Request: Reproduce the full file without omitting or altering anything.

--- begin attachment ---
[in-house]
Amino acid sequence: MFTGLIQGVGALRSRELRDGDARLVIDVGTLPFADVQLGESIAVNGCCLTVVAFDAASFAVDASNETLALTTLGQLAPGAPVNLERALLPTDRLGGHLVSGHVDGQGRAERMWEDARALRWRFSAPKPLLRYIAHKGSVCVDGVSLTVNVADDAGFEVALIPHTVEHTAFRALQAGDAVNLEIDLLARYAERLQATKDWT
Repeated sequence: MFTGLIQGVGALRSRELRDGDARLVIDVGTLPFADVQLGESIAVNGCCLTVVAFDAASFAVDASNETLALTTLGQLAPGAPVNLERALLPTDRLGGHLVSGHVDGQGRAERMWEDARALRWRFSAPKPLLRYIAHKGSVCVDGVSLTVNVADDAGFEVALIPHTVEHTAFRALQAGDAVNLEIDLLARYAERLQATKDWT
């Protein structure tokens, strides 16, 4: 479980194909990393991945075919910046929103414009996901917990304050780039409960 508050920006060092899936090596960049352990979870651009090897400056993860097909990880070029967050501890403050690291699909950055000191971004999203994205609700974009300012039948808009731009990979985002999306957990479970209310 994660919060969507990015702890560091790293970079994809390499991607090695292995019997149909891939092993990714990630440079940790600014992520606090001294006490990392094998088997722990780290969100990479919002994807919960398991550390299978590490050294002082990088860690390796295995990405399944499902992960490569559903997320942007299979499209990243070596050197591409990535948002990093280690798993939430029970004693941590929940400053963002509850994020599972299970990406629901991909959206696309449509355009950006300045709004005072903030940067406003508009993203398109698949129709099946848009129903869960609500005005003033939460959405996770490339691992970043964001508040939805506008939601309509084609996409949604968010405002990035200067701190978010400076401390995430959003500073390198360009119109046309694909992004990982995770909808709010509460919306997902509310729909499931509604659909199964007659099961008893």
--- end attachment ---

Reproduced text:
[in-house]
Amino acid sequence: MFTGLIQGVGALRSRELRDGDARLVIDVGTLPFADVQLGESIAVNGCCLTVVAFDAASFAVDASNETLALTTLGQLAPGAPVNLERALLPTDRLGGHLVSGHVDGQGRAERMWEDARALRWRFSAPKPLLRYIAHKGSVCVDGVSLTVNVADDAGFEVALIPHTVEHTAFRALQAGDAVNLEIDLLARYAERLQATKDWT
Repeated sequence: MFTGLIQGVGALRSRELRDGDARLVIDVGTLPFADVQLGESIAVNGCCLTVVAFDAASFAVDASNETLALTTLGQLAPGAPVNLERALLPTDRLGGHLVSGHVDGQGRAERMWEDARALRWRFSAPKPLLRYIAHKGSVCVDGVSLTVNVADDAGFEVALIPHTVEHTAFRALQAGDAVNLEIDLLARYAERLQATKDWT
């Protein structure tokens, strides 16, 4: 479980194909990393991945075919910046929103414009996901917990304050780039409960 508050920006060092899936090596960049352990979870651009090897400056993860097909990880070029967050501890403050690291699909950055000191971004999203994205609700974009300012039948808009731009990979985002999306957990479970209310 994660919060969507990015702890560091790293970079994809390499991607090695292995019997149909891939092993990714990630440079940790600014992520606090001294006490990392094998088997722990780290969100990479919002994807919960398991550390299978590490050294002082990088860690390796295995990405399944499902992960490569559903997320942007299979499209990243070596050197591409990535948002990093280690798993939430029970004693941590929940400053963002509850994020599972299970990406629901991909959206696309449509355009950006300045709004005072903030940067406003508009993203398109698949129709099946848009129903869960609500005005003033939460959405996770490339691992970043964001508040939805506008939601309509084609996409949604968010405002990035200067701190978010400076401390995430959003500073390198360009119109046309694909992004990982995770909808709010509460919306997902509310729909499931509604659909199964007659099961008893």